It should be clear that in our age, improvements in cooking should come from the experimental sciences, rather than from pure empiricism or supposed folk traditions. This should be valid for both ‘haute cuisine’ restaurants and for collective restauration. Food technology is, in the author’s opinion, in its infancy and largely devoted to the preservation of foods. This is a plausible aim but, in a society in which more people find the preparation of home-made meals impracticable and simultaneously the same people fall prey to obesity, type II diabetes and vascular diseases, food technology must make an effort to shift its main attention to food cooking, rather than to food preservation. The aim is to help all to eat better, to improve all our meals, making them appetizing and healthy.
In the pathway from empiricism to rational cooking, it is interesting to note that some of the avant-garde restaurants in the world[3, 4] are already moving in this direction. Not only are physicochemical parameters (temperature, pressure, salt concentration and time) meticulously measured and respected, but also the raw materials (vegetables, fish and meat) are standardized as much as possible, the result of long and costly collaborative works with the suppliers. In this way, foods whose physical and chemical properties are almost exactly reproducible are treated in the same way, invariably giving rise to an optimum result. The famous, semi-magical point of the great chefs now gives way to technology. However, as mentioned above, the idea is that this culinary revolution does not stop at the Michelin star restaurants, but is extended to our homes, passing through schools, hospitals, prisons, convents and similar painful institutions. The motto is good food for all.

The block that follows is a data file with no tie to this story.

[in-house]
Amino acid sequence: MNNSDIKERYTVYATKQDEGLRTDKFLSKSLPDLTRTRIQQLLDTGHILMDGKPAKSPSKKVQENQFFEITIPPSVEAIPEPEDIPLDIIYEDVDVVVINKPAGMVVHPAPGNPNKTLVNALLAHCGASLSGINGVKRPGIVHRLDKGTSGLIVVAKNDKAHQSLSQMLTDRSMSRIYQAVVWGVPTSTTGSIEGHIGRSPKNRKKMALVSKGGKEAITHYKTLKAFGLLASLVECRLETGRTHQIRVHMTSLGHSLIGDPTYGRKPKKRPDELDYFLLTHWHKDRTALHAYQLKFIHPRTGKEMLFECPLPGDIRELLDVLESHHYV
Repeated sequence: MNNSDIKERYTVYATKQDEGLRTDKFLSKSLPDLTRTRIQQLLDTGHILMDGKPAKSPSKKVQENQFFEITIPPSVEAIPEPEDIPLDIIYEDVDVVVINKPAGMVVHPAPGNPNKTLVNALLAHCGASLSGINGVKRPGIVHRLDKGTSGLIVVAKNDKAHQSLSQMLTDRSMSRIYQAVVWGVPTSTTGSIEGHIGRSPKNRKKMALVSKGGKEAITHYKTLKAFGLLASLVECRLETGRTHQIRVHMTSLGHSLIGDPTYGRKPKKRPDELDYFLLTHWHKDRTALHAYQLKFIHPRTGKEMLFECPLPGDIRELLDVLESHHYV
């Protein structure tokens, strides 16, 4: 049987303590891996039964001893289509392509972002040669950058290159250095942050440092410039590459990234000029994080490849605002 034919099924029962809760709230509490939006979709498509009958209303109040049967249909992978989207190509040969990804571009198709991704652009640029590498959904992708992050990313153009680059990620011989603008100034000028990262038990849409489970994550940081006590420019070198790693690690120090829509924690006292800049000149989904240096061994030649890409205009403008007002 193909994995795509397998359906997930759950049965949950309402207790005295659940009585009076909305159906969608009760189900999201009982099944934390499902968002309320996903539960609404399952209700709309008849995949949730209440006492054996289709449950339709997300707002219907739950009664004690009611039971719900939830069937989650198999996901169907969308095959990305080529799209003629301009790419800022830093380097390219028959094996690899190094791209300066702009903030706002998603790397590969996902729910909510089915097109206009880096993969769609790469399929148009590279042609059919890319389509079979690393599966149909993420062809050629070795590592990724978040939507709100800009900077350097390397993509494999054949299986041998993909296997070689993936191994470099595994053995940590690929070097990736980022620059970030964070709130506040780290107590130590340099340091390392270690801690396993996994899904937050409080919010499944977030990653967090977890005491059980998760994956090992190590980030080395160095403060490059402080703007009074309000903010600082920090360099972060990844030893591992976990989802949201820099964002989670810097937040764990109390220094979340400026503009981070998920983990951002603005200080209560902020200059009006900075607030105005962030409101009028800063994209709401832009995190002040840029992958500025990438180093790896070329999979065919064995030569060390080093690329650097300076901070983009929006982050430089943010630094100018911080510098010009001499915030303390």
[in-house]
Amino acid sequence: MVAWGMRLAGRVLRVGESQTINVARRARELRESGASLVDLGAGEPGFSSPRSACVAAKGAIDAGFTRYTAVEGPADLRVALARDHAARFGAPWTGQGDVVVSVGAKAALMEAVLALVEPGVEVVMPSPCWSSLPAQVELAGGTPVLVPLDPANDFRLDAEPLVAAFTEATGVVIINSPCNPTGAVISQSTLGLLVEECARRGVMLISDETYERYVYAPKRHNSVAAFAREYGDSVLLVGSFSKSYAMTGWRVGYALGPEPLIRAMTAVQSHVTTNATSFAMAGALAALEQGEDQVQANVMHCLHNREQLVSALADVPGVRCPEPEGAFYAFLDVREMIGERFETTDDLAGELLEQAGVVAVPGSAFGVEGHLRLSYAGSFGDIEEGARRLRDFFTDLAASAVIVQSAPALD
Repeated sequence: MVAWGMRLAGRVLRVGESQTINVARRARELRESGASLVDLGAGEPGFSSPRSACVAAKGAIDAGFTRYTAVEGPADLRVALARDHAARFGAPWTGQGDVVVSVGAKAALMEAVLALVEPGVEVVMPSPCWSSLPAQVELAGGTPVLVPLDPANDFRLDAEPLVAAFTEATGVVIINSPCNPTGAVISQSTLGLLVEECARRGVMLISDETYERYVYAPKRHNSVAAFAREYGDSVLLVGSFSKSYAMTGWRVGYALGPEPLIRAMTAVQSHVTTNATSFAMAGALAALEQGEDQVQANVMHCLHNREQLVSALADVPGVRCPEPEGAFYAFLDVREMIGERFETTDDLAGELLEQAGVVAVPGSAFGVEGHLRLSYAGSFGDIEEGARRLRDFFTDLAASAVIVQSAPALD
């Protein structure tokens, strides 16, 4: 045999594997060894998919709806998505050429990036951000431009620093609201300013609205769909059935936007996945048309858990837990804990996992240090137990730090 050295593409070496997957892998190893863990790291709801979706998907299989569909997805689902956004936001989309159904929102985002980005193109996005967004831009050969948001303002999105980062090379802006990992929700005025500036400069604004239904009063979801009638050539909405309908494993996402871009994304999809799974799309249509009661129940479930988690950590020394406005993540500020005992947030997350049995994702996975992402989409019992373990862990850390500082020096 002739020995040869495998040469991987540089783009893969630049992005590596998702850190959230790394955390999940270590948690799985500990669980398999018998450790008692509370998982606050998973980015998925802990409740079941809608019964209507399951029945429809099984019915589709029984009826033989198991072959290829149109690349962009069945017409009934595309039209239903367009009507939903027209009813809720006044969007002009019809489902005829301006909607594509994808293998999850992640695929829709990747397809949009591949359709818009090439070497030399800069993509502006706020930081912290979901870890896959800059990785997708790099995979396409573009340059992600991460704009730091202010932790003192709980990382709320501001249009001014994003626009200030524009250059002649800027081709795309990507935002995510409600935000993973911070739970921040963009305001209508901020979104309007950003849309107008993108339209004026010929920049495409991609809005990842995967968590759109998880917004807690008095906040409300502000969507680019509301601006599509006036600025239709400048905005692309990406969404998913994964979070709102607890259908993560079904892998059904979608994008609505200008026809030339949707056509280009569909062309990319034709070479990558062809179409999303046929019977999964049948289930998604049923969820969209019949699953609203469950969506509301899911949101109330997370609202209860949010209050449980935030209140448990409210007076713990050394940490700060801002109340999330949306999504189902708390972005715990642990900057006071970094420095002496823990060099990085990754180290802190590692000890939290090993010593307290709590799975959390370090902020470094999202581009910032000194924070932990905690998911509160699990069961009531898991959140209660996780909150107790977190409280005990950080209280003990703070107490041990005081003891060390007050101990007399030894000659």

It is almost impossible in this context to avoid mentioning, at least in passing, the role of genetically modified organisms (GMOs) (plants, animals, micro-organisms) in the new food technology. The author is fully aware of the strong and active advocates against GMOs. So were the opponents to railways and to electricity. GMOs will prevail, just because they are better in so many senses, not to mention that all of our food has been genetically modified by agriculture or animal breeding in the last five millennia. When GMOs are accepted, as we accept electric light today, then the role of another science, biotechnology, will be recognized for its role in the marvelous endeavor of providing good food for all.
An example: cooking as a pre-digestion
Some of the above concepts, and particularly the oneness of chemistry and biology, are exemplified by the observation that cooking reproduces essentially the same processes occurring in food digestion, that cooking in some way anticipates digestion. Let us examine briefly the fate, in the kitchen and in the digestive tract, of the three most abundant components of food, namely carbohydrates, proteins and lipids.
Carbohydrates in our diet are particularly frequent in the form of starch (bread, pasta, rice, and so on). The cooking of pasta, or rice, or peas and the like, invariably includes a step of boiling. With this we can achieve two main effects. One is the hydration of the starch molecules, which are kept in the plant cell with a minimum of water to facilitate storage. The second effect is the partial hydrolysis of starch, a polysaccharide, which must be broken down into its component glucose units for intestinal absorption. But these two actions of carbohydrate cooking are essentially the same as those performed by saliva in our mouths. Insalivation moistures our bread and the saliva amylase partially breaks down the starch into smaller molecules. Cooking helps digestion, by contributing to some of its degradative steps.